Browsing by Subject "sienituhot"

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  • Annila, Erkki; Heliövaara, Kari (Suomen metsätieteellinen seura, 1991)
  • Uotila, Antti (The Society of Forestry in Finland - The Finnish Forest Research Institute, 1990)
    Two Pinus sylvestris stands in each of four research areas in different parts of Finland were pruned during the period May 1985-April 1986. Test prunings were carried out 16 times in all eight stands during the year. Every other pruned tree was inoculated with conidia of the canker fungus Phacidium coniferarum. Pruning damage surveys were also carried in 50 pine stands pruned during 1981-84. The most susceptible pruning period was from October to December. The safe pruning season ended in autumn when the five-day mean temperature decreased below 7 degrees C. The unsafe pruning season ended when the temperature remained permanently below 0 degrees C. The mycelia of the fungus were pathogenic in the inoculations made from October to March. The fungus commonly occurred in slash and in pines wounded during the autumn. P. coniferarum has a one-year life cycle. Recommendations are made for avoiding unsafe pruning times in the different regions of Finland.
  • Annila, Erkki (Suomen metsätieteellinen seura, 1989)
  • Kaitera, Juha; Jalkanen, Risto (The Finnish Society of Forest Science and The Finnish Forest Research Institute, 1994)
    Damage on Scots pine (Pinus sylvestris L.) caused by Gremmeniella abietina (Lagerb.) Morelet was assessed in the summer of 1992 in sixty-seven stands in eastern Lapland. The area and severity of damage were smaller and lighter than had earlier been estimated and occurred especially in stands in the first-thinning stage or in middle age. Significant new infection of 1991 occurred in stands previously heavily infected by G. abietina near the Kemihaara river, lake Naruska, the Naruska river, the Tuntsa river and lake Vilma. Fresh damage occurred mainly in the lower or middle parts of the Scots pine canopies.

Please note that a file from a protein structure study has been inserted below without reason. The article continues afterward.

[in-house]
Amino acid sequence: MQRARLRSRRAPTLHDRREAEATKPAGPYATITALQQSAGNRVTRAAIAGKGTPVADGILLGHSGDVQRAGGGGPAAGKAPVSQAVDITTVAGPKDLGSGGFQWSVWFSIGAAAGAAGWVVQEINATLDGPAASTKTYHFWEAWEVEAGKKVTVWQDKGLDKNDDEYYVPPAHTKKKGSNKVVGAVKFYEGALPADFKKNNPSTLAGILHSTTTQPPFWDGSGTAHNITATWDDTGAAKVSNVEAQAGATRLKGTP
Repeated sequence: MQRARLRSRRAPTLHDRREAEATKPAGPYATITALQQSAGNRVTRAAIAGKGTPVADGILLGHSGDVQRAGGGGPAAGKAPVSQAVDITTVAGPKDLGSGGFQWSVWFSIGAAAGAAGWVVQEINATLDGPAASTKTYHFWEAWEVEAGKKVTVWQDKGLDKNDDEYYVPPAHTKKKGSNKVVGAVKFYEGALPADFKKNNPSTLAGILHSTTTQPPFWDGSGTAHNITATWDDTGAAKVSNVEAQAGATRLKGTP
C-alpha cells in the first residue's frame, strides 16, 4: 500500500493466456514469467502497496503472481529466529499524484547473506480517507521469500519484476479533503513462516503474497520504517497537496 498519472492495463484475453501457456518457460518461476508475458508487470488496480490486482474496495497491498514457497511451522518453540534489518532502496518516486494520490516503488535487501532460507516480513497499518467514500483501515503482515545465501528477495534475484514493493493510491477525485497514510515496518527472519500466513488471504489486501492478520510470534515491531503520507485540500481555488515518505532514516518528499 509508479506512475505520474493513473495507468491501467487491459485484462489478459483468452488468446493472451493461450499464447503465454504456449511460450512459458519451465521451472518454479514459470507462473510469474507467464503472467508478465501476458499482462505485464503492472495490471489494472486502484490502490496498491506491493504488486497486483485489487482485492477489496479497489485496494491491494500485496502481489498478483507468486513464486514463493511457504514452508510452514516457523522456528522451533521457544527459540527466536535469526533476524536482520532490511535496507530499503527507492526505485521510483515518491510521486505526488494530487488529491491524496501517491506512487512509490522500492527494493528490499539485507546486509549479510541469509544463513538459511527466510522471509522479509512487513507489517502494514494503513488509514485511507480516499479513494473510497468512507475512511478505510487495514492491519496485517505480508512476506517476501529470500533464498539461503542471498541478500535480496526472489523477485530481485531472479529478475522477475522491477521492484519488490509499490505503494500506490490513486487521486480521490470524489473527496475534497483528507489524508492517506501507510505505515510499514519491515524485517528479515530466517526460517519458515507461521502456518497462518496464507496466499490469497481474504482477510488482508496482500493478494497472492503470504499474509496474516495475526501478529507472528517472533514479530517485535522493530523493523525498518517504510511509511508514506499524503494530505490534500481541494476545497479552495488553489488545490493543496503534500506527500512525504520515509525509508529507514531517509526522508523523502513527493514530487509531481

• Sairanen, Anne (The Society of Forestry in Finland - The Finnish Forest Research Institute, 1990)
    Mineral soil sites where Scots pine (Pinus sylvestris) exhibited Gremmeniella abietina (scleroderris canker) attack were characterized and classified. The tree stand, ground vegetation, soil type and site topography were described for 163 sample plots in 16 stands in 1983-87; all stands were at the pole stage or young thinning stage. The sites were classified according to the Cajander forest classification system and also numerically, using TWINSPAN analysis based on the ground vegetation. The site topography of severely damaged stands was checked with colour infrared aerial photographs. The disease was most severe in depressions and frost pockets. No other significant correlations between disease severity and site factors were found. The results indicate that the main predisposing factor in the study area is an unfavourable microclimate. It is recommended that cold air drainage basins should not be regenerated with pine.